Our Green West Orange Group
A grassroots organization working to strengthen the relationships among residents, businesses, schools, politicians & our environment.
Started 3 petitions
Mayor Parisi, No special treatment for Crestmont Country Club!
Is the Township of West Orange: Against sidewalks? Against pedestrian safety? Supporting the illegal destruction of trees in its vigorous defense of the Crestmont Country Club? Taxpayers are covering the costs of our Township Attorney, Richard Trenk who is defending the Crestmont Country Club against a lawsuit filed by a citizen simply because our own Planning Board, whose members are appointed by the Mayor, did not require Crestmont to obey the tree protection and sidewalk laws! Simple, beneficial, quality of life laws that are the basic responsibilities of town officials. A citizen felt so strongly that he has filed suit against the Township, The Planning Board, Crestmont Country Club and the Town Forester to enforce these basic ordinances that make our community green and accessible. The lawsuit will be heard in Superior Court in Newark on July 23, 2018. Why are our laws selectively enforced in West Orange? Is it special treatment? Sloppiness? Lack of caring? All of the above? All residents and small businesses in West Orange must build and maintain sidewalks according to the law, yet the Township is insistent in giving the Country Club a “free pass” endangering its own employees and pedestrians who would like to walk safely on Eagle Rock and Laurel Avenues. Whereas all residents and businesses must abide by a tree ordinance which forbids the removal of trees without a good reason… the Township has given the Country Club a free pass to chop down precious trees. Citizens believe that Crestmont Country Club acted in bad faith and after their approval, cut down more trees than they were allowed, possibly three times more, (they asked for 11) to construct a water-line. The ordinance states that applicants are to save the most trees possible. This would have required them to put their water line under or near an already cleared, pre-existing road. Even after that, they proceeded to ignore and defy their own Planning Board approval by clearing an area 30 feet in width. Our town’s response? Defend them in court against the citizens.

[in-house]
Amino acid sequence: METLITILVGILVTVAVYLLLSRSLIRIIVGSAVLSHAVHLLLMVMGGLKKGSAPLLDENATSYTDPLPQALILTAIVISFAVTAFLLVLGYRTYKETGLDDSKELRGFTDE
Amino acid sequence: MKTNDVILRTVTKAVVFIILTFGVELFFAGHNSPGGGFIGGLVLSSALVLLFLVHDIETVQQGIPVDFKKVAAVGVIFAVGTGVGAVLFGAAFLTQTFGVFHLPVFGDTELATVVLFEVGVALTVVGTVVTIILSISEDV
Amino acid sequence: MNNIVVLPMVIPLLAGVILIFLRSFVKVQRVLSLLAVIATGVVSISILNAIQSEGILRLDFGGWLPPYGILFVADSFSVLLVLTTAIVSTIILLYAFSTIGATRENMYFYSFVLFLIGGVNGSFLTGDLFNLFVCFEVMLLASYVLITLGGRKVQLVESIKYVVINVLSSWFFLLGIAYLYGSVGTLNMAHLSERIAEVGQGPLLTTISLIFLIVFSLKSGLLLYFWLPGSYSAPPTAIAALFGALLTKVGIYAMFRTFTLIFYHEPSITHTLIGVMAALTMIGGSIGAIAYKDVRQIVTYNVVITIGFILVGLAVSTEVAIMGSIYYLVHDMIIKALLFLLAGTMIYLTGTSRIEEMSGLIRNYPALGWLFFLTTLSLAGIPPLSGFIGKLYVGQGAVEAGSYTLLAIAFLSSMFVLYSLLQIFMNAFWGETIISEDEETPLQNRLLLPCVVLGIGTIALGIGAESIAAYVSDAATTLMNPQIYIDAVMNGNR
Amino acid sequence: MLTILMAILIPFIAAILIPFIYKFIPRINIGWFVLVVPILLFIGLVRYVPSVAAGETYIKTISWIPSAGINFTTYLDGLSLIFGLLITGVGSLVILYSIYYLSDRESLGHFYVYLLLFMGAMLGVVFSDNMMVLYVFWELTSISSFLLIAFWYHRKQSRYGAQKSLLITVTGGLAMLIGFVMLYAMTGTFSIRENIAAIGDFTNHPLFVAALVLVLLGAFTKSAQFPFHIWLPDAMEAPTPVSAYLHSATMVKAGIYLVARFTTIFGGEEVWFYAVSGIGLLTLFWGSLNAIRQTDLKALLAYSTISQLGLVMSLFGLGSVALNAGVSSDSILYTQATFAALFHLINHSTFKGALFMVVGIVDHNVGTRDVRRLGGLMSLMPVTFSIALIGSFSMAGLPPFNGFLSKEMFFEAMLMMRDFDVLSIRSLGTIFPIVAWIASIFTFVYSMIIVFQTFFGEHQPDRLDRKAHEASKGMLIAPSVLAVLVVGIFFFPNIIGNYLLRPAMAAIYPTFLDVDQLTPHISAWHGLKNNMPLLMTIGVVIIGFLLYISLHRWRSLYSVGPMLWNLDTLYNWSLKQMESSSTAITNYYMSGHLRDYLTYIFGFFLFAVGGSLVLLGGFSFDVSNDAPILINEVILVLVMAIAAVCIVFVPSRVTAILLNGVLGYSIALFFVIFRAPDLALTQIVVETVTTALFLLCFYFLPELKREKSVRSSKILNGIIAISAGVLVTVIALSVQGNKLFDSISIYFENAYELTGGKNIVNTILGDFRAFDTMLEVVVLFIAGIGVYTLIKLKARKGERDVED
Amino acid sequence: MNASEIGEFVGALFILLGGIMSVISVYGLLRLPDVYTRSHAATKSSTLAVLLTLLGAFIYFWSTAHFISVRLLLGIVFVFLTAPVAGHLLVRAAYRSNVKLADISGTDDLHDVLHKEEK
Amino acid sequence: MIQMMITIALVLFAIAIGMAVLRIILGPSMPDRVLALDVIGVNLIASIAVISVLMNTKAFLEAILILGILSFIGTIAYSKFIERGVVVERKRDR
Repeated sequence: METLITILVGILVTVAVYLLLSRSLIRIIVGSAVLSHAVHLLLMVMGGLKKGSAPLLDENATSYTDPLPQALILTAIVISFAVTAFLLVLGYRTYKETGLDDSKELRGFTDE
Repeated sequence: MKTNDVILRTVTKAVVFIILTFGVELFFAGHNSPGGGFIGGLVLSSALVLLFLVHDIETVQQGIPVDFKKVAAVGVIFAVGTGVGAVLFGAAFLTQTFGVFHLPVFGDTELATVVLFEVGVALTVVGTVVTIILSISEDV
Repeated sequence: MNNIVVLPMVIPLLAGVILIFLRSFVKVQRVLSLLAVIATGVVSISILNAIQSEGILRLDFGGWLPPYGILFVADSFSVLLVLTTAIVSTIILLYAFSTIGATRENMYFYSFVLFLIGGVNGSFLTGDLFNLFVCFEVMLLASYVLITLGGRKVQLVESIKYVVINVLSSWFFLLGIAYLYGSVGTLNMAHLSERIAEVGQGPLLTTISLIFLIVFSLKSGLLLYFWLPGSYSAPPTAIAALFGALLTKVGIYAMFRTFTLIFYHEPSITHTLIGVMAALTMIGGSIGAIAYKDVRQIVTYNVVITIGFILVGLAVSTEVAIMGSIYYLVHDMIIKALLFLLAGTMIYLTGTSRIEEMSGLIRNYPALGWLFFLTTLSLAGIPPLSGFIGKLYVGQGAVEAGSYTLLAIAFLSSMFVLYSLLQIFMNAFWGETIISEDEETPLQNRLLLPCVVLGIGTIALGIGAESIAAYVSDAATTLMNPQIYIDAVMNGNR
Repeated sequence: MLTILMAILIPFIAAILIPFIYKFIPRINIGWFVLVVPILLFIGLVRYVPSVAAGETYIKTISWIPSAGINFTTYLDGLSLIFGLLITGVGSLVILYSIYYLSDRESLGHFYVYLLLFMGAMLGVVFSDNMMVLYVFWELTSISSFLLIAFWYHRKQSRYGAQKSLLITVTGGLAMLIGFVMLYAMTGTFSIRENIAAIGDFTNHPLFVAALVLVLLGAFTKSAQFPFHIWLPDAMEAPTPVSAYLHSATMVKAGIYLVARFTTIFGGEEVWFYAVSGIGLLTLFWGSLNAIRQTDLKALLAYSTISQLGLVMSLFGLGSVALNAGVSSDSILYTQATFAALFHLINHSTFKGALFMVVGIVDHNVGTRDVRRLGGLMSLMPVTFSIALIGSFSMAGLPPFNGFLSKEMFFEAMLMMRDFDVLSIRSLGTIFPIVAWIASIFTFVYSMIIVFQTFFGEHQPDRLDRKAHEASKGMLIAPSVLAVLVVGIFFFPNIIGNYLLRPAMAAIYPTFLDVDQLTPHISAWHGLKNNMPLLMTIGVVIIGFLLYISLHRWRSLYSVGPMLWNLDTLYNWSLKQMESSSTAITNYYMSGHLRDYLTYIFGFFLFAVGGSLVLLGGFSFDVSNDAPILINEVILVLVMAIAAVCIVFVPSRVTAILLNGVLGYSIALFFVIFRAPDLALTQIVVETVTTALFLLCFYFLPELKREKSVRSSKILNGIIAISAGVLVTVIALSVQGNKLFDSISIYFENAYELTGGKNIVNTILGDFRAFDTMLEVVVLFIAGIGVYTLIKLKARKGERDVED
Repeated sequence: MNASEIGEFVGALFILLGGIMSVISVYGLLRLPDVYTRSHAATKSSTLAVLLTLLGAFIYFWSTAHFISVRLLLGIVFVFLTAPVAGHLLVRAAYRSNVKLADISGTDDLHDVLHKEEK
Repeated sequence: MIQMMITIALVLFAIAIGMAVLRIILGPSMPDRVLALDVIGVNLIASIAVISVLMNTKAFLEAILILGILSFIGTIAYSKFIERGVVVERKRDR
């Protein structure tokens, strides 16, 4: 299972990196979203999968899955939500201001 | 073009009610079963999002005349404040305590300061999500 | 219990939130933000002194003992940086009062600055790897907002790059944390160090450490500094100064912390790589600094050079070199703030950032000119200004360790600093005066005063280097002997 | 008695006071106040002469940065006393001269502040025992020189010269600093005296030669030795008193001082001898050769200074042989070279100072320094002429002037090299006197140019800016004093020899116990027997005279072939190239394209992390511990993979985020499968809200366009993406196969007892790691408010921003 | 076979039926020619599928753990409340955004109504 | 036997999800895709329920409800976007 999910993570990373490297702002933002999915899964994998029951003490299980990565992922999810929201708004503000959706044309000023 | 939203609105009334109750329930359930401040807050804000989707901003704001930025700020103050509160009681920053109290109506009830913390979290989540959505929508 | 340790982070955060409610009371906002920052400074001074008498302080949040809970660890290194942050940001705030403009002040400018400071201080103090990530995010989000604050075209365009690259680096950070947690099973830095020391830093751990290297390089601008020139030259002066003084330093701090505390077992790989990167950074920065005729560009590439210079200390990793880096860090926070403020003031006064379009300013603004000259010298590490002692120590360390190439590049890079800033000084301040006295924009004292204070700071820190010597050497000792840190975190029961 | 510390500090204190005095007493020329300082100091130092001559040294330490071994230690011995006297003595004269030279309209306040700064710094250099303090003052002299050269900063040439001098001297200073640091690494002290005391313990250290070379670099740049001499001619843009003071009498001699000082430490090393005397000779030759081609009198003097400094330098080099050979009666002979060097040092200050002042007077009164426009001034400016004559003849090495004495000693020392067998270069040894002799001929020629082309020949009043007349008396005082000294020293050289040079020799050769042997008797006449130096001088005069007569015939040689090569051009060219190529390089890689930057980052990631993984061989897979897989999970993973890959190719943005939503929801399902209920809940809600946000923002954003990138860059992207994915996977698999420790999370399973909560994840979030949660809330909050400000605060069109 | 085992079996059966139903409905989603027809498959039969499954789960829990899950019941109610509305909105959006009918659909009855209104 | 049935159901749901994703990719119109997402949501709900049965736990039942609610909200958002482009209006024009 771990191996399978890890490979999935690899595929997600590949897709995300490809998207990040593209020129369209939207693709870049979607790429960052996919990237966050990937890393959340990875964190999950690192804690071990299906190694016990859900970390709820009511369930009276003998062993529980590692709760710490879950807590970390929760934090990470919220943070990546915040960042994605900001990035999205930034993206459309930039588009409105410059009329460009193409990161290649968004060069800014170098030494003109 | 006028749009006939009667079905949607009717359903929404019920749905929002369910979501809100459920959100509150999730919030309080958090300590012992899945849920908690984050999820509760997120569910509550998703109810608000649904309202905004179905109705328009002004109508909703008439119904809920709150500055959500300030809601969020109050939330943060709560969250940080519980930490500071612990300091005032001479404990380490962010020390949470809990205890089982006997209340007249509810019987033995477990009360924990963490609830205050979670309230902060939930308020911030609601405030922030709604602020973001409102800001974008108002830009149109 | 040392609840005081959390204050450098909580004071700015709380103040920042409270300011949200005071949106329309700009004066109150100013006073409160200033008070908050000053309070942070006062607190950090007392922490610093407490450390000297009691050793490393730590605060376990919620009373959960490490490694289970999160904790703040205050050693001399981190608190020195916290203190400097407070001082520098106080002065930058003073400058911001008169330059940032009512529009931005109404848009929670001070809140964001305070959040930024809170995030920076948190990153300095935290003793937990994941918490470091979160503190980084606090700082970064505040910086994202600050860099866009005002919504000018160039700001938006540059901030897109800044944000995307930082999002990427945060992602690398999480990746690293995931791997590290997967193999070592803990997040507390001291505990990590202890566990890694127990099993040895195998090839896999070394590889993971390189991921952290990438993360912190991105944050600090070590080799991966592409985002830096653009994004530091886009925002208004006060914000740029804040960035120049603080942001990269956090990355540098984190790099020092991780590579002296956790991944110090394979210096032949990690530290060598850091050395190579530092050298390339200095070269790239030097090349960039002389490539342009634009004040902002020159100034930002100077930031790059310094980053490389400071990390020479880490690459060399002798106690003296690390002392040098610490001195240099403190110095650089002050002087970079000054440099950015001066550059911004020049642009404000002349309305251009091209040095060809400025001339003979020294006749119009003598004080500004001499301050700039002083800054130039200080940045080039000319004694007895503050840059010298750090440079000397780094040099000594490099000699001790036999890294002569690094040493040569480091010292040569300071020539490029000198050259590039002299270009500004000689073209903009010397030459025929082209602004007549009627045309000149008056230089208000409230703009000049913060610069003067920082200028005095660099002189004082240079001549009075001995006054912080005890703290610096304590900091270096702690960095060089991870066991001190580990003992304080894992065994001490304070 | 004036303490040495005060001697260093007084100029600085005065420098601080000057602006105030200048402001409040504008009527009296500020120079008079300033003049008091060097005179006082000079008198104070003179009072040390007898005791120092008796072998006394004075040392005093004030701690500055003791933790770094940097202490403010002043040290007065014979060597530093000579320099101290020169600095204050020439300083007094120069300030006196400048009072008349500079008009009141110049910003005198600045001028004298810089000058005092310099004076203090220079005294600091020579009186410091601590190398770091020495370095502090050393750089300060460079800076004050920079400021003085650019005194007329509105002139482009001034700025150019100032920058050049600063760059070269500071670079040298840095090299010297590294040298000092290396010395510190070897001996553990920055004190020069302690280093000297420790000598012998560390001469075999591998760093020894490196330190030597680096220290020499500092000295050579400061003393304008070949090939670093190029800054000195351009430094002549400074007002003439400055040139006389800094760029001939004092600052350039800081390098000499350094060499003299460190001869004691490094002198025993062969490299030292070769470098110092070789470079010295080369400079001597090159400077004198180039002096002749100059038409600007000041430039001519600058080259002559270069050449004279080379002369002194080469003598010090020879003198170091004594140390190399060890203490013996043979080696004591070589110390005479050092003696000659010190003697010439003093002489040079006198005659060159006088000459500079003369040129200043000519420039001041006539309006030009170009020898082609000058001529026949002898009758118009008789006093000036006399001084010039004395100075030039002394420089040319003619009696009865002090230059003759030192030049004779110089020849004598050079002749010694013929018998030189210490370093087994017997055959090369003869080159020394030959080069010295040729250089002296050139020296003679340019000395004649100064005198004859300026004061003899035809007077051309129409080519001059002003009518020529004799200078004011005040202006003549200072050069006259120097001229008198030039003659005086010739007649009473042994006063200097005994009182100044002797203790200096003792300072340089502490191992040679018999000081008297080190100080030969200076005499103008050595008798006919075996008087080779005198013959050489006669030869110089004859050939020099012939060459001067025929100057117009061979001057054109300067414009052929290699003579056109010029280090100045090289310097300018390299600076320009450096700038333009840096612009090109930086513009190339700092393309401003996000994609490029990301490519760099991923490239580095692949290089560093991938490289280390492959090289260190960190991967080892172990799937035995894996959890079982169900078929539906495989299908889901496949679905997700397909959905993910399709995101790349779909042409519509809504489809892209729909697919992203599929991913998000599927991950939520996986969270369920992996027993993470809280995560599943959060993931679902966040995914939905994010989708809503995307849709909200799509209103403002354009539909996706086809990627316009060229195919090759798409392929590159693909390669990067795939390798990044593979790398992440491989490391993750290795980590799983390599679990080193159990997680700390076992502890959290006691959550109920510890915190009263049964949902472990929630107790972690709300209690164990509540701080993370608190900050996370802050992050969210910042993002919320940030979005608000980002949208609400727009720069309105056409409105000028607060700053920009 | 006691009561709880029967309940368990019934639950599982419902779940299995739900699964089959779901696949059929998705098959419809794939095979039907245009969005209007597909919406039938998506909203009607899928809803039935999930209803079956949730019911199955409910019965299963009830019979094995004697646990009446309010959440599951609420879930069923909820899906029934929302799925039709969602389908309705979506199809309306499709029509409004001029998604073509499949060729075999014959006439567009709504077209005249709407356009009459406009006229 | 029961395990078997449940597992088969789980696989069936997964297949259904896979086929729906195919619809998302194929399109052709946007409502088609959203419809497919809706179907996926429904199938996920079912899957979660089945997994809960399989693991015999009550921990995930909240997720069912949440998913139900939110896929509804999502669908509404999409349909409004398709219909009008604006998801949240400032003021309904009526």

No Turtle Back Zoo Expansion